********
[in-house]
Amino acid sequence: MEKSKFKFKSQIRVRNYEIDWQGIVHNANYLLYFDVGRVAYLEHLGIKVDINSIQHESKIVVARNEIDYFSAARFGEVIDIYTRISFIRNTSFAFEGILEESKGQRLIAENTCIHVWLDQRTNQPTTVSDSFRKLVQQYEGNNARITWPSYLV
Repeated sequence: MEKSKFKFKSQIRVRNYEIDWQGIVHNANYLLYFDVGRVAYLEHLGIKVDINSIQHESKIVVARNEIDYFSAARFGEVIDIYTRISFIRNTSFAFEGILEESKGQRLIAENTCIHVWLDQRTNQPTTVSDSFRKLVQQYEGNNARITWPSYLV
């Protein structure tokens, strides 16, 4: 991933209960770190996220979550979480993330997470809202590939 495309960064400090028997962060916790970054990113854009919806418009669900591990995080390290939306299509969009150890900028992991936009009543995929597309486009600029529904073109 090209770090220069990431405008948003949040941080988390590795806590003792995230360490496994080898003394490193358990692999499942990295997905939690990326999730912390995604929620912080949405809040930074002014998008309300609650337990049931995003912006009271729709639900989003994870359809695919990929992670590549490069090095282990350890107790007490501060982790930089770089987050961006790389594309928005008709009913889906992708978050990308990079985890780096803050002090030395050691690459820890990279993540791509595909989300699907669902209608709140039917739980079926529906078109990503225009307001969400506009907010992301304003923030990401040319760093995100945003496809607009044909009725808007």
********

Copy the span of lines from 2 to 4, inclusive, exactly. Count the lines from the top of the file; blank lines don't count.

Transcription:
Amino acid sequence: MEKSKFKFKSQIRVRNYEIDWQGIVHNANYLLYFDVGRVAYLEHLGIKVDINSIQHESKIVVARNEIDYFSAARFGEVIDIYTRISFIRNTSFAFEGILEESKGQRLIAENTCIHVWLDQRTNQPTTVSDSFRKLVQQYEGNNARITWPSYLV
Repeated sequence: MEKSKFKFKSQIRVRNYEIDWQGIVHNANYLLYFDVGRVAYLEHLGIKVDINSIQHESKIVVARNEIDYFSAARFGEVIDIYTRISFIRNTSFAFEGILEESKGQRLIAENTCIHVWLDQRTNQPTTVSDSFRKLVQQYEGNNARITWPSYLV
């Protein structure tokens, strides 16, 4: 991933209960770190996220979550979480993330997470809202590939 495309960064400090028997962060916790970054990113854009919806418009669900591990995080390290939306299509969009150890900028992991936009009543995929597309486009600029529904073109 090209770090220069990431405008948003949040941080988390590795806590003792995230360490496994080898003394490193358990692999499942990295997905939690990326999730912390995604929620912080949405809040930074002014998008309300609650337990049931995003912006009271729709639900989003994870359809695919990929992670590549490069090095282990350890107790007490501060982790930089770089987050961006790389594309928005008709009913889906992708978050990308990079985890780096803050002090030395050691690459820890990279993540791509595909989300699907669902209608709140039917739980079926529906078109990503225009307001969400506009907010992301304003923030990401040319760093995100945003496809607009044909009725808007």